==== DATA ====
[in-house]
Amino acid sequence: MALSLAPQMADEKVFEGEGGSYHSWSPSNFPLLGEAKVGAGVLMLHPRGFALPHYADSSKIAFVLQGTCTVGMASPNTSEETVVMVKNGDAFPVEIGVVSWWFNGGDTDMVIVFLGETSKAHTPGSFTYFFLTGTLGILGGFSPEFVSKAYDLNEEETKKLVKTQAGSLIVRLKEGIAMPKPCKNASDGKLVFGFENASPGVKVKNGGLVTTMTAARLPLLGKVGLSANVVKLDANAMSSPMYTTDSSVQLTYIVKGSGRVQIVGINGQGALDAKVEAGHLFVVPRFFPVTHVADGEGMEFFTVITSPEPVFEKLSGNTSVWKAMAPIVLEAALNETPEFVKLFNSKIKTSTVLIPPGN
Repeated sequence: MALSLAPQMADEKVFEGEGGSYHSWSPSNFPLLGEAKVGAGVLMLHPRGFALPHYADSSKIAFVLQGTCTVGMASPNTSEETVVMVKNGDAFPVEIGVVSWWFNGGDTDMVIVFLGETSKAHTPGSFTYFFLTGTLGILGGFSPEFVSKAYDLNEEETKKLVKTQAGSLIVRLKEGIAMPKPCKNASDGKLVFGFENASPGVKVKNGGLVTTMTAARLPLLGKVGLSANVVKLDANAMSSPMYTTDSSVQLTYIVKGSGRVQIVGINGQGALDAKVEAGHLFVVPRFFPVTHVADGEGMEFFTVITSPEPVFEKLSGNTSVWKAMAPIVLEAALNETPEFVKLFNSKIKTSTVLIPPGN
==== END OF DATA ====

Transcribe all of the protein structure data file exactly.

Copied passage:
[in-house]
Amino acid sequence: MALSLAPQMADEKVFEGEGGSYHSWSPSNFPLLGEAKVGAGVLMLHPRGFALPHYADSSKIAFVLQGTCTVGMASPNTSEETVVMVKNGDAFPVEIGVVSWWFNGGDTDMVIVFLGETSKAHTPGSFTYFFLTGTLGILGGFSPEFVSKAYDLNEEETKKLVKTQAGSLIVRLKEGIAMPKPCKNASDGKLVFGFENASPGVKVKNGGLVTTMTAARLPLLGKVGLSANVVKLDANAMSSPMYTTDSSVQLTYIVKGSGRVQIVGINGQGALDAKVEAGHLFVVPRFFPVTHVADGEGMEFFTVITSPEPVFEKLSGNTSVWKAMAPIVLEAALNETPEFVKLFNSKIKTSTVLIPPGN
Repeated sequence: MALSLAPQMADEKVFEGEGGSYHSWSPSNFPLLGEAKVGAGVLMLHPRGFALPHYADSSKIAFVLQGTCTVGMASPNTSEETVVMVKNGDAFPVEIGVVSWWFNGGDTDMVIVFLGETSKAHTPGSFTYFFLTGTLGILGGFSPEFVSKAYDLNEEETKKLVKTQAGSLIVRLKEGIAMPKPCKNASDGKLVFGFENASPGVKVKNGGLVTTMTAARLPLLGKVGLSANVVKLDANAMSSPMYTTDSSVQLTYIVKGSGRVQIVGINGQGALDAKVEAGHLFVVPRFFPVTHVADGEGMEFFTVITSPEPVFEKLSGNTSVWKAMAPIVLEAALNETPEFVKLFNSKIKTSTVLIPPGN